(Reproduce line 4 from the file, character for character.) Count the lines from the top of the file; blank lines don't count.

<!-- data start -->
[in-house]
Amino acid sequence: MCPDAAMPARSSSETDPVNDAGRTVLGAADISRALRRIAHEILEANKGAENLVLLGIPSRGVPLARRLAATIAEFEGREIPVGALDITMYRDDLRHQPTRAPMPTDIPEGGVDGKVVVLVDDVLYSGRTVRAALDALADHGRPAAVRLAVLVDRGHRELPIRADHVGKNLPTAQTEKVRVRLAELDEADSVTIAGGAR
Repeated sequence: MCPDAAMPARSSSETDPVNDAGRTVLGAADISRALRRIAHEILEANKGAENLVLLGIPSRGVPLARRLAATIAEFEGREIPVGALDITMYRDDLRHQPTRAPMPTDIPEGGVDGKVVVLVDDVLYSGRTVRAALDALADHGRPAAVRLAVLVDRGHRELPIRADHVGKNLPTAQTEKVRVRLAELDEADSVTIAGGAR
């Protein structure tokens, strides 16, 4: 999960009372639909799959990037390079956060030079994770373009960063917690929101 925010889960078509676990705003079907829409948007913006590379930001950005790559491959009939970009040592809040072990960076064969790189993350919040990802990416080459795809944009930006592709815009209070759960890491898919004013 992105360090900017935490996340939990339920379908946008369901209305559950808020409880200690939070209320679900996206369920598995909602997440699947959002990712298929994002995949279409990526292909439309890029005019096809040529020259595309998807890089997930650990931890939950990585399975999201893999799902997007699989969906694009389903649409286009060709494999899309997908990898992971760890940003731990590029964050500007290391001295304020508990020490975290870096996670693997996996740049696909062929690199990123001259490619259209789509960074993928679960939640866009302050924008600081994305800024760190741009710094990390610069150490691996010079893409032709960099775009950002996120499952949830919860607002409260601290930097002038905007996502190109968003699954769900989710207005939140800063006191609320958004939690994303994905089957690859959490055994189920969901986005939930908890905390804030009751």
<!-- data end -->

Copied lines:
């Protein structure tokens, strides 16, 4: 999960009372639909799959990037390079956060030079994770373009960063917690929101 925010889960078509676990705003079907829409948007913006590379930001950005790559491959009939970009040592809040072990960076064969790189993350919040990802990416080459795809944009930006592709815009209070759960890491898919004013 992105360090900017935490996340939990339920379908946008369901209305559950808020409880200690939070209320679900996206369920598995909602997440699947959002990712298929994002995949279409990526292909439309890029005019096809040529020259595309998807890089997930650990931890939950990585399975999201893999799902997007699989969906694009389903649409286009060709494999899309997908990898992971760890940003731990590029964050500007290391001295304020508990020490975290870096996670693997996996740049696909062929690199990123001259490619259209789509960074993928679960939640866009302050924008600081994305800024760190741009710094990390610069150490691996010079893409032709960099775009950002996120499952949830919860607002409260601290930097002038905007996502190109968003699954769900989710207005939140800063006191609320958004939690994303994905089957690859959490055994189920969901986005939930908890905390804030009751």